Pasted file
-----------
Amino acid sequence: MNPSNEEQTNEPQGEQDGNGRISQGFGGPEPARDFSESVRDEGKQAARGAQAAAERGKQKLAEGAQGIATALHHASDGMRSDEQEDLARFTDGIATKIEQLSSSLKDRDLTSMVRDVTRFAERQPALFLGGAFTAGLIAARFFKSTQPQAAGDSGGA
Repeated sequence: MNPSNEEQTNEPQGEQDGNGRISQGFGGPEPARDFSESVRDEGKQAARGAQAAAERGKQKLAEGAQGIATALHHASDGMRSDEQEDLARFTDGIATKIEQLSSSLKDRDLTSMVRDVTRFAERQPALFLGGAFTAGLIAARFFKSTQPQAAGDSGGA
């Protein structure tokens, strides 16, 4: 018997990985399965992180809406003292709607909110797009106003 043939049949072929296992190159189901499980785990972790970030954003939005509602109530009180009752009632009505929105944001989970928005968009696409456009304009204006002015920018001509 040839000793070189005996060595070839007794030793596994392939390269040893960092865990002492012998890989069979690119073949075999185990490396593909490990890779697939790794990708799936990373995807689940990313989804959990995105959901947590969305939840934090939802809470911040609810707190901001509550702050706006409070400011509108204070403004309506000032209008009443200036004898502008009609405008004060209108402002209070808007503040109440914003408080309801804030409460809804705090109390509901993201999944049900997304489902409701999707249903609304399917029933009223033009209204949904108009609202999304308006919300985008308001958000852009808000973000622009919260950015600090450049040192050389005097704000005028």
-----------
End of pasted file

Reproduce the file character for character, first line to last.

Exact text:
Amino acid sequence: MNPSNEEQTNEPQGEQDGNGRISQGFGGPEPARDFSESVRDEGKQAARGAQAAAERGKQKLAEGAQGIATALHHASDGMRSDEQEDLARFTDGIATKIEQLSSSLKDRDLTSMVRDVTRFAERQPALFLGGAFTAGLIAARFFKSTQPQAAGDSGGA
Repeated sequence: MNPSNEEQTNEPQGEQDGNGRISQGFGGPEPARDFSESVRDEGKQAARGAQAAAERGKQKLAEGAQGIATALHHASDGMRSDEQEDLARFTDGIATKIEQLSSSLKDRDLTSMVRDVTRFAERQPALFLGGAFTAGLIAARFFKSTQPQAAGDSGGA
């Protein structure tokens, strides 16, 4: 018997990985399965992180809406003292709607909110797009106003 043939049949072929296992190159189901499980785990972790970030954003939005509602109530009180009752009632009505929105944001989970928005968009696409456009304009204006002015920018001509 040839000793070189005996060595070839007794030793596994392939390269040893960092865990002492012998890989069979690119073949075999185990490396593909490990890779697939790794990708799936990373995807689940990313989804959990995105959901947590969305939840934090939802809470911040609810707190901001509550702050706006409070400011509108204070403004309506000032209008009443200036004898502008009609405008004060209108402002209070808007503040109440914003408080309801804030409460809804705090109390509901993201999944049900997304489902409701999707249903609304399917029933009223033009209204949904108009609202999304308006919300985008308001958000852009808000973000622009919260950015600090450049040192050389005097704000005028």